SINGAPORE (Reuters) – Anyone caught breaking Singapore’s social distancing rules can land themselves in prison from Friday after the city-state made it an offence for a person to intentionally stand close to another person as part of its coronavirus defense.
Singapore has won international praise for its fastidious approach in tackling the virus, which has included using police investigators and security cameras to help track suspected carriers.
With some of the world’s highest population densities, the city-state this week announced more stringent social distancing measures such as shutting bars, limiting gatherings to up to 10 people outside work and school as well as a ban on large events.
Under updates to its powerful infectious diseases law, anyone who intentionally sits less than 1 meter away from another person in a public place or on a fixed seat demarcated as not to be occupied, or who stands in a queue less than a meter away from another, will be guilty of an offence.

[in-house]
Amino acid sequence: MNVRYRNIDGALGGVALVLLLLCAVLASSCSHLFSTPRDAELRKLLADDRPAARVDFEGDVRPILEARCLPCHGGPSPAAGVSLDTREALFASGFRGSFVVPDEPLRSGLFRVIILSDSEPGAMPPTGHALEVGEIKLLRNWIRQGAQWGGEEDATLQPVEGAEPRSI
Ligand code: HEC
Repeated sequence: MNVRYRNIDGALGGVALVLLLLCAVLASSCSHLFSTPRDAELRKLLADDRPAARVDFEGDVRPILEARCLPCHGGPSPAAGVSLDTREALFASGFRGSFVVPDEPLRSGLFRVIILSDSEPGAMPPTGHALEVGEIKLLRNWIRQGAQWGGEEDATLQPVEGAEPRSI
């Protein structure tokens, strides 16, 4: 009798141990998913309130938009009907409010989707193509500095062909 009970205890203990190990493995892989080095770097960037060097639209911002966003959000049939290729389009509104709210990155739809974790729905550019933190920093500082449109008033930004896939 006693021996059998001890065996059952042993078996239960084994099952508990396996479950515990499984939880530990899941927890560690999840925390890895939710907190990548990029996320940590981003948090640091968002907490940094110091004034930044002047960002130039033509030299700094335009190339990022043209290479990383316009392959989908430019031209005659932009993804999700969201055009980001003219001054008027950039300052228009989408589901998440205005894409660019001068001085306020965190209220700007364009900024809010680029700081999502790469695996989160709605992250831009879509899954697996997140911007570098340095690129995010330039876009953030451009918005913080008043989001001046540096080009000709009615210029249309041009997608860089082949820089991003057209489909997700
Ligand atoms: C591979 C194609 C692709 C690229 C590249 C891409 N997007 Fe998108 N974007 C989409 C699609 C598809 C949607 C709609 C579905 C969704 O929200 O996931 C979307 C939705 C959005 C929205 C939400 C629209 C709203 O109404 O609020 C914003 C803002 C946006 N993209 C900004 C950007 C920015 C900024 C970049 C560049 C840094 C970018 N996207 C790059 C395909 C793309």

Offenders can be fined up to S$10,000 ($6,990), jailed for up to six months, or both.
The rules, in place until April 30, can be applied to individuals and businesses.
Singapore is well known for its strict rules: fines can be doled out for everything from feeding birds to forgetting to flush a public toilet.
Some countries including Italy, Britain and New Zealand have gone into complete lockdown, but Singapore has avoided the move. Authorities have said more drastic measures may be needed if locals do not take social distancing seriously.
Singapore’s number of coronavirus cases rose by 52 to 683 infections on Thursday, and two people have died.
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